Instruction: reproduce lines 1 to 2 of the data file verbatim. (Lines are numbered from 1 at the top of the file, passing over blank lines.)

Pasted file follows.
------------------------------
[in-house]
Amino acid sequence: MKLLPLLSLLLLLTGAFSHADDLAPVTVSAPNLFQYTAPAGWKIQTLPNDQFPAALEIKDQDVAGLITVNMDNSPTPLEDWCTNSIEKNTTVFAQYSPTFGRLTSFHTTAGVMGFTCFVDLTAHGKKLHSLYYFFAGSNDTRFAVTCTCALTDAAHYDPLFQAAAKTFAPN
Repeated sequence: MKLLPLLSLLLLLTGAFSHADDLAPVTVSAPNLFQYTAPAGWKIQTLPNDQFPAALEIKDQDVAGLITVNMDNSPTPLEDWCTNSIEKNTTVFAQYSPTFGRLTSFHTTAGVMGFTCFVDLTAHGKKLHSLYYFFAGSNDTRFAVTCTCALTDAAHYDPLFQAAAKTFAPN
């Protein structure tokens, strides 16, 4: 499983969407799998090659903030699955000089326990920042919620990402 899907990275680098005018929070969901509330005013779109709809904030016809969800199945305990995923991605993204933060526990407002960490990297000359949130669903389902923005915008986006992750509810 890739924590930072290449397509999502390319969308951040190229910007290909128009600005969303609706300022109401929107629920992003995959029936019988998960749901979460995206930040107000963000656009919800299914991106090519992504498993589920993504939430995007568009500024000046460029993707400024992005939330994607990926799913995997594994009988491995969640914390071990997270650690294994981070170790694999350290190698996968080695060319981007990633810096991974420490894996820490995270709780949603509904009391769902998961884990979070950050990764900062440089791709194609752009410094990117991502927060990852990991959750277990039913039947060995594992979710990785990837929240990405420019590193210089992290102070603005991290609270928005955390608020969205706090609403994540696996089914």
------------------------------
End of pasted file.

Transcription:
[in-house]
Amino acid sequence: MKLLPLLSLLLLLTGAFSHADDLAPVTVSAPNLFQYTAPAGWKIQTLPNDQFPAALEIKDQDVAGLITVNMDNSPTPLEDWCTNSIEKNTTVFAQYSPTFGRLTSFHTTAGVMGFTCFVDLTAHGKKLHSLYYFFAGSNDTRFAVTCTCALTDAAHYDPLFQAAAKTFAPN